Use this section to find out about:
- About Main Page
- What are the Digital Humanities?
- The Digital.Humanities@Oxford Initiative
- The OeRC Team
- Humanities at OeRC
- History of Oxford Digital Humanities
- Virtual Research Environment
This site has been developed by the Oxford e-Research Centre, with help from IT Services, the Bodleian Libraries, and the Humanities Division, with essential funding support from JISC and the Oxford University John Fell Fund.
History of Digital Humanities at Oxford
Humanities computing has a long tradition in Oxford. By 1975 there were a number of projects, mostly in Classics, History and Oriental Studies, where concordances and databases were being used. In an attempt to create a focus for these and to promote more awareness the University created a post initially called Teaching Officer for Computing in the Arts based in the Computing Service (OUCS), which was taken up by Susan Hockey in early 1975. In 1976 the Computing Service appointed Lou Burnard as a programmer for humanities computing.
Initially the COCOA program from the Atlas Laboratory was used for concordances, but when support for it was withdrawn by Atlas, the Computer Board, which then provided funding for university computing, asked OUCS to develop a replacement after conducting research into user needs. The project was jointly funded by what was then the Social Science Research Council and carried out towards the end of the 1970s. The Project Director Susan Hockey and programmer Ian Marriott visited almost all the universities that were in existence at that time to canvass user needs. The resulting application, the Oxford Concordance Program (OCP), was distributed to almost all Computer Board-funded institutions and sold to approximately 100 other institutions around the world. A PC version (Micro-OCP) was later published in Oxford University Press.
Meanwhile, Lou Burnard began to develop database applications and also founded the Oxford Text Archive in an attempt to prevent electronic texts being lost when their original creators had finished with them. The database facilities on the ICL mainframe computer could model much more complex information than the old tape-based flat files and encouraged more historians and archaeologists to take up computing. The Text Archive developed into an internationally known service where users could deposit texts or acquire versions of texts. In the early 1980s, the Text Archive gained extra support when it became one of the nodes in the Arts and Humanities Data Service (AHDS).
With Computer Board support, OUCS also took on two other national roles for humanities computing at the beginning of the 1980s. The first was a pioneering OCR service managed overall by Susan Hockey using the Kurzweil Data Entry Machine (KDEM), one of the earliest OCR devices, offering the possibility of text entry without the need for keyboarding; its software had a facility to “learn” the typeface of a particular text in a so-called training phase before text entry began. The second service was a Monotype Lasercomp typesetter which provided very high quality camera-ready copy in a variety of typefaces and scripts. In the days before word-processing and the Internet, the Lasercomp facilitated publication of scholarly material in the humanities. OUCS developed software to enable users to prepare material for the Lasercomp and the service acquired users in a number of other universities.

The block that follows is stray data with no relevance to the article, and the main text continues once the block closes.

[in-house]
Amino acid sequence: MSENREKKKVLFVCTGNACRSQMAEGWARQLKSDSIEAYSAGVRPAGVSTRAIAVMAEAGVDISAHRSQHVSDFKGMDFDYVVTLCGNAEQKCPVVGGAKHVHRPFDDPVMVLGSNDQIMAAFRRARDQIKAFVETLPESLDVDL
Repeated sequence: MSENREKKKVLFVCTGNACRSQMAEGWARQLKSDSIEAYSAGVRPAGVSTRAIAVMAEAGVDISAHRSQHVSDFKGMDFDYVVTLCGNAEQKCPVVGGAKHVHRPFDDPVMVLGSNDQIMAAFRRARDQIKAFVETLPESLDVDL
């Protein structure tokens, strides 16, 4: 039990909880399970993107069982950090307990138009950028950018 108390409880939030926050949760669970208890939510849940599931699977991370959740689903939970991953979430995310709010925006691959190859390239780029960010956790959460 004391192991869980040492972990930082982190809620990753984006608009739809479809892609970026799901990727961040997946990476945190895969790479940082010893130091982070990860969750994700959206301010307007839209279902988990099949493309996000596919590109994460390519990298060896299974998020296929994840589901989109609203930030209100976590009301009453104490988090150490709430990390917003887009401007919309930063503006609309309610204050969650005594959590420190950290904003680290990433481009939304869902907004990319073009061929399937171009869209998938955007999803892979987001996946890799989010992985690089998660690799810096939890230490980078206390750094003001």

The Oxford facilities began to be known on the international as well as the national scene. Members of staff presented papers at the annual conferences on computing in the humanities and Oxford hosted the conferences in 1976 and in 1992. Lou Burnard and Susan Hockey were among the twenty invited participants at a meeting on text encoding at Vassar College, New York in 1987, out of which grew the Text Encoding Initiative (TEI) which developed a common encoding scheme for humanities electronic texts. Lou Burnard has been one of the editors of the TEI since its inception and Susan Hockey twice chaired its Steering Committee. The TEI was one of the very earliest uses of structured markup (SGML and XML) and its influence has been far-reaching, with input to the World Wide Web Consortium’s XML standards and to the wider XML community.
Oxford also received support from the Computers in Teaching Initiative (CTI), a funding programme in the 1980s. The CTI supported two staff who developed a front end to OCP and other software to make it easier to search texts online. The second phase of the CTI was the establishment of a number of national subject-specific support centres. The CTI Centre for Textual Studies was based in Oxford under Susan Hockey’s direction. It ran workshops, produced a newsletter and generally acted as a focal point. Marilyn Deegan managed the centre, aided by some support staff. The CTI Centre acquired additional support in late 1990 when it was asked to take on the Office for Humanities Communication after its Director, who was based in Leicester, retired.
Another humanities computing research project also began in the late 1980s with the appointment of Peter Robinson as a Research Officer with funding from the Trust. This developed a very successful manuscript collation programme called Collate.
OUCS was also a partner in the development of the British National Corpus together with Oxford University Press, the University of Lancaster and other publishers. This project produced a 100 million-word corpus of English which is used for language research and teaching and dictionary-making world-wide.